I also visit schools in affluent communities with a traditional rigorous academic curriculum that, because of excellent teachers and a committed community, are doing an excellent job for those students.

I’m excited about what I see at these schools. I wish I’d known more about Cleveland Humanities when my own children were in high school. But it needs to be said that these schools are relying heavily on the resources of the community, both now and going all the way back to the moment each student was born. This point may be obvious but I’m surprised at how often people tell me about schools like these and ask why we don’t just replicate them everywhere, solving the problem of the achievement gap.

But these schools, excellent as they are, are not set up to deal with the issues of large numbers of students in poverty. They are inaccessible to students with very low reading levels who don’t have access to transportation, books, technology or a quiet place to do homework. It is not useful to point at the high test scores and graduation rates of these schools and say that the methodology or “high standards” of these schools has caused those scores and graduation rates. Those students came in, for the most part, without the emotional baggage that causes students to drop out in the first place. So yes, these schools can be terrific. But they are not working miracles. However brilliantly they work for many students, they are not a solution to the problems in education for all.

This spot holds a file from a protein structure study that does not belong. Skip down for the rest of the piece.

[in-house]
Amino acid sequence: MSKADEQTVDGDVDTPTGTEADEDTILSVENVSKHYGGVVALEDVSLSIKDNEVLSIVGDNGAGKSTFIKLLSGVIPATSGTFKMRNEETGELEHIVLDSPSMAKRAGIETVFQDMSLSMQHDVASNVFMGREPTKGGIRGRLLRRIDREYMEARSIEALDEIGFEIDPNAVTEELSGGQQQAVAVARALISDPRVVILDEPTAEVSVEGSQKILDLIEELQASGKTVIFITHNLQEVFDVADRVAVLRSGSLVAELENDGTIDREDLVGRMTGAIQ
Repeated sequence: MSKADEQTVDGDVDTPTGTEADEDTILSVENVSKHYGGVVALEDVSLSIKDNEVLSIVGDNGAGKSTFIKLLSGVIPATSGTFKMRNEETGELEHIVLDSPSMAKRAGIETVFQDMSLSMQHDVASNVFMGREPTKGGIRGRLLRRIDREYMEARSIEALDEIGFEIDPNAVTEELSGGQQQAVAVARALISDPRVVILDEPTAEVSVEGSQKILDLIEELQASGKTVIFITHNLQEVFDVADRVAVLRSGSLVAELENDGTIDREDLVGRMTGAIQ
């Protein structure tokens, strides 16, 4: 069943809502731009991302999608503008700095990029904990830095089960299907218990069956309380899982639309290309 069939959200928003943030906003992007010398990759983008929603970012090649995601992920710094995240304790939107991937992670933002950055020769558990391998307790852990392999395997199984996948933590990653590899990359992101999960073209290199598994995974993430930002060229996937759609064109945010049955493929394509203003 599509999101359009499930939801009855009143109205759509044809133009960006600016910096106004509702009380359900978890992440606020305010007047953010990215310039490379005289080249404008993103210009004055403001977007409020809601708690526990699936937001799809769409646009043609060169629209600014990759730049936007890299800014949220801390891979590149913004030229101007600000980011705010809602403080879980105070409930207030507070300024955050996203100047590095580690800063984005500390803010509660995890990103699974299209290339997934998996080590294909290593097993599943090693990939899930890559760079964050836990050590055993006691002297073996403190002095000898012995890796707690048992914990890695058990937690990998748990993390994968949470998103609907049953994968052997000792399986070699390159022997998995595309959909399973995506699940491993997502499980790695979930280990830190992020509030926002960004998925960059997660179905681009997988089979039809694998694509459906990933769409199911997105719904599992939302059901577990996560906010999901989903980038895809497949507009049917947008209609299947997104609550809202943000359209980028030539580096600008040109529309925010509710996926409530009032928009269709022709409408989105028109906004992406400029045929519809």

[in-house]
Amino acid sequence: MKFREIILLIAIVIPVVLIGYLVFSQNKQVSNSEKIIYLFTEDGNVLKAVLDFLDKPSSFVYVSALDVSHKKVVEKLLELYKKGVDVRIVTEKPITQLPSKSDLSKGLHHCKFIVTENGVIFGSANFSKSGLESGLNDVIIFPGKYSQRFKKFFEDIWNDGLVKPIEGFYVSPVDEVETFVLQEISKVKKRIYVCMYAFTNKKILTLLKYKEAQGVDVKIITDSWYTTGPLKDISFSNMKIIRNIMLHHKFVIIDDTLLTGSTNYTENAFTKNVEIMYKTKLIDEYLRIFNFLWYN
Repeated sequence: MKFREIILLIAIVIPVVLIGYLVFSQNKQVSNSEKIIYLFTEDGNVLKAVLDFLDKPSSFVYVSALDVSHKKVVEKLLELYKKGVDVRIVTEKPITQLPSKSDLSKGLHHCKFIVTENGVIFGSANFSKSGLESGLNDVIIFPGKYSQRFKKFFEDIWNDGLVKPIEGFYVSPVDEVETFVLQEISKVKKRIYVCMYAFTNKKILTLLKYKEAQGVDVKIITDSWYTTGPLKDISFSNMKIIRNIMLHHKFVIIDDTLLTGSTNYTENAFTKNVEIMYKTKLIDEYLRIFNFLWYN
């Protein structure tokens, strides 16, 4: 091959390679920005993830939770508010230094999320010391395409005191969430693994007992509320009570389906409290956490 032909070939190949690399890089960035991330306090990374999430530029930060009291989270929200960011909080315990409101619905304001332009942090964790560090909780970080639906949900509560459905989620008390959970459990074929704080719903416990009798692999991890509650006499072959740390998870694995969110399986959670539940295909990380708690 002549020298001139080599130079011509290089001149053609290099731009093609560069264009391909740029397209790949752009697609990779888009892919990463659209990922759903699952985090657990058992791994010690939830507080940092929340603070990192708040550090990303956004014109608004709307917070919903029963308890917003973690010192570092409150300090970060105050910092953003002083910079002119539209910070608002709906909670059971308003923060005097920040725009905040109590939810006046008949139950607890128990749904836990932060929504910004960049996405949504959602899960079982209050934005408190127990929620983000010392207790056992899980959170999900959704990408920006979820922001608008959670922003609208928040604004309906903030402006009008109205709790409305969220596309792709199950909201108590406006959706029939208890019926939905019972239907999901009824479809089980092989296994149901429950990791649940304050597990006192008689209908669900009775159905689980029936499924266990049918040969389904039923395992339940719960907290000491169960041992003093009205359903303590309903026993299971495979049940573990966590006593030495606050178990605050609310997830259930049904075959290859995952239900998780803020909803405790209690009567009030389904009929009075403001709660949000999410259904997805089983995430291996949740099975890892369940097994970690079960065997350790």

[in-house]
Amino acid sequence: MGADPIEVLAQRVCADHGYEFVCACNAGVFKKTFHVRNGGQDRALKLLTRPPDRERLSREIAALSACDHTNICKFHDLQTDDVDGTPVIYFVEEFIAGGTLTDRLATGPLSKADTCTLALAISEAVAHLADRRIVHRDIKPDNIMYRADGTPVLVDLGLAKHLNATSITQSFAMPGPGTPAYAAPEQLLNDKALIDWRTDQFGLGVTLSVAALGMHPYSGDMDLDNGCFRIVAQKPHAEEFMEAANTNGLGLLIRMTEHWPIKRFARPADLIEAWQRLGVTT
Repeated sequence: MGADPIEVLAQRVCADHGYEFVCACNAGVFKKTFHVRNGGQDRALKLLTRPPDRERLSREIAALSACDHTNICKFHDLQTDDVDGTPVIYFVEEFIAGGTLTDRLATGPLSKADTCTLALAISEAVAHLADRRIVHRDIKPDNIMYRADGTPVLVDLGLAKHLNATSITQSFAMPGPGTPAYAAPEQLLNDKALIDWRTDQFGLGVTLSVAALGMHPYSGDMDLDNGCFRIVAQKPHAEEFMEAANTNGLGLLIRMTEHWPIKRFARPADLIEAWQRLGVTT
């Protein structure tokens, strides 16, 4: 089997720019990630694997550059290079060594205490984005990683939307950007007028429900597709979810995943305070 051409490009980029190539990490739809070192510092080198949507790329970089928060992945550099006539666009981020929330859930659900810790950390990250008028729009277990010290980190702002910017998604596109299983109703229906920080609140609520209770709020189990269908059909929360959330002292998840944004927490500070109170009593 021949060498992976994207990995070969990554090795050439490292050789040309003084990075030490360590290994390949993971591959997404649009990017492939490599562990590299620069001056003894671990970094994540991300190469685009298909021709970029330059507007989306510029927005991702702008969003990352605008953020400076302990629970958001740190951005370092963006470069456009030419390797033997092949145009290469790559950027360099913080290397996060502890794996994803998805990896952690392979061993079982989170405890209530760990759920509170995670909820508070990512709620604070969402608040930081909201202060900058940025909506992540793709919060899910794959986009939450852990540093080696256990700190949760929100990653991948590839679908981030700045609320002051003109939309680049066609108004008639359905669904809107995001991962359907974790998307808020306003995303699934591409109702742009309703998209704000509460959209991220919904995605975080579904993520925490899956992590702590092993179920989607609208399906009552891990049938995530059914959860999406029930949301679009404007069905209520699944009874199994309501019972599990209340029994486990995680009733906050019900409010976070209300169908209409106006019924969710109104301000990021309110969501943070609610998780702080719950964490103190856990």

The second conversation is about education in high-poverty communities of color. This conversation is focused on closing the achievement gap that is a legacy of generations of institutionalized racism that has historically blocked African-American and Latino/a students from education and opportunity, a system that remains starkly segregated even 60 years after Brown vs the Board of Education.

Today we have many school systems purporting to have solved the problem with a variety of methodologies, or to be working to solve the problem with the best methodology yet discovered. The most visible of these are the “no excuses” charter schools generally characterized by strict discipline policies, incredibly detailed dress codes, rigidly prescribed classroom routines that cover not only student behavior but teacher actions as well, and above all a belief that what students need can be known, described, quantified and then controlled for their own benefit by a system designed by well-intentioned people who are for the most part white.

There are a variety of objections to these “no excuses” systems, which vary in intensity among charter organizations. The first is that it has colonialist overtones.  I’ll never forget a super-bright student of mine who, having learned the expression “white man’s burden” while studying the settlement houses of the early industrial era, yelled “hey, that sounds like our school!”

The second objection is more practical: it doesn’t work for all students and is—whether intentionally or not—filtering out the highest-needs students, children in foster care or with parents who do not have the wherewithal to transfer their kids to charter schools. This last is debatable, by which I mean that people debate it hotly.